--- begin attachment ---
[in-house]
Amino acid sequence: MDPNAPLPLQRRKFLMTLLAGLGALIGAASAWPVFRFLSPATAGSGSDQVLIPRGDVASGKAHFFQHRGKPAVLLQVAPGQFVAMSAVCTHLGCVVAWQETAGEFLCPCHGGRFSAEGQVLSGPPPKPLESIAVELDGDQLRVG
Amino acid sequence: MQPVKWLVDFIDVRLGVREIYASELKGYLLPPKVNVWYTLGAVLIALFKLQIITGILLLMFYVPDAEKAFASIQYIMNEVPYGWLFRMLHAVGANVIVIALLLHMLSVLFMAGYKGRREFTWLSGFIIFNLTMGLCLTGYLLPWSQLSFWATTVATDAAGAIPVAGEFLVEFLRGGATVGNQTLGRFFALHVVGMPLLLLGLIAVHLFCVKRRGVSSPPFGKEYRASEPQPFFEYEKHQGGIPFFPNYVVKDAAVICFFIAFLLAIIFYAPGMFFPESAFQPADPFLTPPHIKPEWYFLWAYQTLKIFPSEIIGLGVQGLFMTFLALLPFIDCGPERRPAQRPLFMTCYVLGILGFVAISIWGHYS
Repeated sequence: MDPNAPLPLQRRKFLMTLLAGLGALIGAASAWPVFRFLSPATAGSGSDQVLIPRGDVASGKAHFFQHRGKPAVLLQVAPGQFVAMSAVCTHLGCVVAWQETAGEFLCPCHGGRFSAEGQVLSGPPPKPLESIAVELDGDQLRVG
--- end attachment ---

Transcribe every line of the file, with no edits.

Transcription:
[in-house]
Amino acid sequence: MDPNAPLPLQRRKFLMTLLAGLGALIGAASAWPVFRFLSPATAGSGSDQVLIPRGDVASGKAHFFQHRGKPAVLLQVAPGQFVAMSAVCTHLGCVVAWQETAGEFLCPCHGGRFSAEGQVLSGPPPKPLESIAVELDGDQLRVG
Amino acid sequence: MQPVKWLVDFIDVRLGVREIYASELKGYLLPPKVNVWYTLGAVLIALFKLQIITGILLLMFYVPDAEKAFASIQYIMNEVPYGWLFRMLHAVGANVIVIALLLHMLSVLFMAGYKGRREFTWLSGFIIFNLTMGLCLTGYLLPWSQLSFWATTVATDAAGAIPVAGEFLVEFLRGGATVGNQTLGRFFALHVVGMPLLLLGLIAVHLFCVKRRGVSSPPFGKEYRASEPQPFFEYEKHQGGIPFFPNYVVKDAAVICFFIAFLLAIIFYAPGMFFPESAFQPADPFLTPPHIKPEWYFLWAYQTLKIFPSEIIGLGVQGLFMTFLALLPFIDCGPERRPAQRPLFMTCYVLGILGFVAISIWGHYS
Repeated sequence: MDPNAPLPLQRRKFLMTLLAGLGALIGAASAWPVFRFLSPATAGSGSDQVLIPRGDVASGKAHFFQHRGKPAVLLQVAPGQFVAMSAVCTHLGCVVAWQETAGEFLCPCHGGRFSAEGQVLSGPPPKPLESIAVELDGDQLRVG